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On Twitter, the sci-fi community immediately began voicing concerns about Ross and the decision to invite him. Given the context of this year’s Hugos, it seemed many, including prominent community members, read Ross’s invitation as a flaunting of the community’s call for change and inclusion. Some also saw it as a slap in the face to the Worldcon members who voted on LonCon as the host for the Hugos because they thought it would be an advocate for change:

All I’ve heard for a year is “But Loncon will be different!” And then the chairs take this sort of massive shit on everything. Well, ok.

— Just F-ing Keftastic (@Keffy) March 1, 2014

No! How can the Worldcon chairs be so oblivious when the SF world has literally had *years* of dustups over exactly these issues? @effjayem

— tnielsenhayden (@tnielsenhayden) March 1, 2014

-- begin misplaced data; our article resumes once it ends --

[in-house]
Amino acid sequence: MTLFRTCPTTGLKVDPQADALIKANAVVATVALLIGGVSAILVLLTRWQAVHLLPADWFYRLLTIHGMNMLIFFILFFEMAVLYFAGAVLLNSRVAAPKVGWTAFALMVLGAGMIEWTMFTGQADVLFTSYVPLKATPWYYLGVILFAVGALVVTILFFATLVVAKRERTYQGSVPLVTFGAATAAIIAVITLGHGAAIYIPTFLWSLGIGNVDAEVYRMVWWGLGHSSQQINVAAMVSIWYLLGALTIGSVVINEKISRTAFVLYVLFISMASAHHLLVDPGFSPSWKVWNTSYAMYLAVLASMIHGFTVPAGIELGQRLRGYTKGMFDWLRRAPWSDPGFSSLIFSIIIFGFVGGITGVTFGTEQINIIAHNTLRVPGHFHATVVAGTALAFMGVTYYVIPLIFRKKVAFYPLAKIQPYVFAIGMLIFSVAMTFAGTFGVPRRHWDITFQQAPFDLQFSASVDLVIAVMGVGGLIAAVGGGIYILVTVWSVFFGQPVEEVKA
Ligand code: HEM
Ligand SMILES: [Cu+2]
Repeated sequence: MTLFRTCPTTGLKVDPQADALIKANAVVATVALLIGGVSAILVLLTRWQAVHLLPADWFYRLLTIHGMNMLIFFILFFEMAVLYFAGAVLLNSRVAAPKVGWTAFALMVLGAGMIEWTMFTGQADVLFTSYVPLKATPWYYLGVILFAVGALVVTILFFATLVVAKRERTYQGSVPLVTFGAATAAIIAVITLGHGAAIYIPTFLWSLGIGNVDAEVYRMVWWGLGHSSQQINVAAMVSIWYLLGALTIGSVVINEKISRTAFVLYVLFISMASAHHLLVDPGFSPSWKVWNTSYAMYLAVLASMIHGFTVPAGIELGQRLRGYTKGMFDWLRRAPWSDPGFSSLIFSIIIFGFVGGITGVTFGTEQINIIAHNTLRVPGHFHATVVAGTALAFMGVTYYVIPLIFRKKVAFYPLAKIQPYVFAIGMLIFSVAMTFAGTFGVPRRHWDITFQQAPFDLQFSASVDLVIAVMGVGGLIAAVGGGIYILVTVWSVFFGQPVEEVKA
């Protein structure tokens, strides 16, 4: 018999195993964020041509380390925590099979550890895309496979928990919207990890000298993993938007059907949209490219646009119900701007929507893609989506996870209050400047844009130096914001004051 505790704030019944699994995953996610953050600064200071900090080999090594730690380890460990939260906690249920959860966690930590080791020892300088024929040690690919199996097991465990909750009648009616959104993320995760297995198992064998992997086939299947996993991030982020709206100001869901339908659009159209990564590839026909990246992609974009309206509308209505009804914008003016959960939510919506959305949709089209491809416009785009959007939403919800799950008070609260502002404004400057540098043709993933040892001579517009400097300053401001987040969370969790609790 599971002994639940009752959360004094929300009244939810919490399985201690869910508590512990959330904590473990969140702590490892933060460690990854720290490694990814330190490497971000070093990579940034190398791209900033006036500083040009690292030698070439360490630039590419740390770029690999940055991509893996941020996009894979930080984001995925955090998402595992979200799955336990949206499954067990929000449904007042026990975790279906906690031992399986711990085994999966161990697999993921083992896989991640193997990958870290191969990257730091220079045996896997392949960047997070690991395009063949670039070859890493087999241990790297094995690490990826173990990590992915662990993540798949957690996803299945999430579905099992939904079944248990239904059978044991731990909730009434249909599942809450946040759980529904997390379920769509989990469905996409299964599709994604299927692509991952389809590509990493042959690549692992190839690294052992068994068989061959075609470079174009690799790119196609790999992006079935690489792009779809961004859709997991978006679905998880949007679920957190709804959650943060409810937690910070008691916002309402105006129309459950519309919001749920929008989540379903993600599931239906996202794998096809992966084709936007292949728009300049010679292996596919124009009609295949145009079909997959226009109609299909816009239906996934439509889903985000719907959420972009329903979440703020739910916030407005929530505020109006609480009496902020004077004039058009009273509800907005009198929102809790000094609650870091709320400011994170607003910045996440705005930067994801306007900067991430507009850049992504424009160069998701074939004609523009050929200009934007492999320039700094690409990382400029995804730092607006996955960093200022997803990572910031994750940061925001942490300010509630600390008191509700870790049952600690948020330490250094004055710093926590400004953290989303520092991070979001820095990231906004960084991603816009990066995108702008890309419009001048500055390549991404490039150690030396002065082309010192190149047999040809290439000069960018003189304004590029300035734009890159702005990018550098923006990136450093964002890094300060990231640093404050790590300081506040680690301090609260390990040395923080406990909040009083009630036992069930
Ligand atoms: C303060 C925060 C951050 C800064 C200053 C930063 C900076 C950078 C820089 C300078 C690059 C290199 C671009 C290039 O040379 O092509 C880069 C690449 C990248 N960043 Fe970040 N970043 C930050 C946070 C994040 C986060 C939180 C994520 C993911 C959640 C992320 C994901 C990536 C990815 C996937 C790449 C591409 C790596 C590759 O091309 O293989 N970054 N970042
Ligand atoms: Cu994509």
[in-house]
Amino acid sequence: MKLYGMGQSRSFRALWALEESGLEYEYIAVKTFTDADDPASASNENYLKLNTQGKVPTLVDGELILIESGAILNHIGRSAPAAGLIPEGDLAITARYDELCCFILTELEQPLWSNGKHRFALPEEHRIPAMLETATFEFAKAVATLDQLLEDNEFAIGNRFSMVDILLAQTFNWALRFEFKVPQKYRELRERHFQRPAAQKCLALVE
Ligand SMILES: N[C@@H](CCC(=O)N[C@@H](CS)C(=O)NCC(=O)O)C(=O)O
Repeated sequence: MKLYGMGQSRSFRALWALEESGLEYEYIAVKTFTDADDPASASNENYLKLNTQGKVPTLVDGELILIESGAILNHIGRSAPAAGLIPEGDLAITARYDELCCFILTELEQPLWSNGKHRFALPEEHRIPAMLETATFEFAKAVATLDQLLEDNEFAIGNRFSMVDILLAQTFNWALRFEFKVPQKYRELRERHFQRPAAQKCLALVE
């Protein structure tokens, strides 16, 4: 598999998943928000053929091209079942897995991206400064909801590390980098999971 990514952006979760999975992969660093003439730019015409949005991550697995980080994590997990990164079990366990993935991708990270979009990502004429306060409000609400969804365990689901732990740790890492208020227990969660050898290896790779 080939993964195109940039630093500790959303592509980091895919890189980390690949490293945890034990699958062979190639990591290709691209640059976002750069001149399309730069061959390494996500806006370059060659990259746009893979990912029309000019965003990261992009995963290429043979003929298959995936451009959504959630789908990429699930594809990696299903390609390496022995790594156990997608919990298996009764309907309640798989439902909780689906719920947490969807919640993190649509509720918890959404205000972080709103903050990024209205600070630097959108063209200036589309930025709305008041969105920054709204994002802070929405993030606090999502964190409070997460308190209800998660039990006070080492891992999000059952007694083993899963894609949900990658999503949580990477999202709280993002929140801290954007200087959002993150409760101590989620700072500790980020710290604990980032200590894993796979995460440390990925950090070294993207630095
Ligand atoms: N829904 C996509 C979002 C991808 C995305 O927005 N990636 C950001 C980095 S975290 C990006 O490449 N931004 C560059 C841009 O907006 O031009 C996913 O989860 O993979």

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Worldcon guests and the Hugo Awards are two of the SF community’s most prominent statements about who we are and what we value. @effjayem

— tnielsenhayden (@tnielsenhayden) March 1, 2014

So congrats, @loncon3. When people asked for a change in Hugo hosts, meaning something that wasn’t more White Dude parade…

— Seanan McGuire (@seananmcguire) March 1, 2014

…you got a man who says things about women like me that I won’t put on my twitter. I am actually crying, @loncon3.

— Seanan McGuire (@seananmcguire) March 1, 2014

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I was supposed to be safe at Worldcon. I was supposed to be safe at the Hugos. I voted for you, @loncon3, because you said I’d be safe.

— Seanan McGuire (@seananmcguire) March 1, 2014

Fans also criticized the LonCon chairs for allegedly violating its code of conduct before the con even starts:

@loncon3 “Discrimination or prejudiced behaviour … is not tolerated.” Loncon 3 Code of Conduct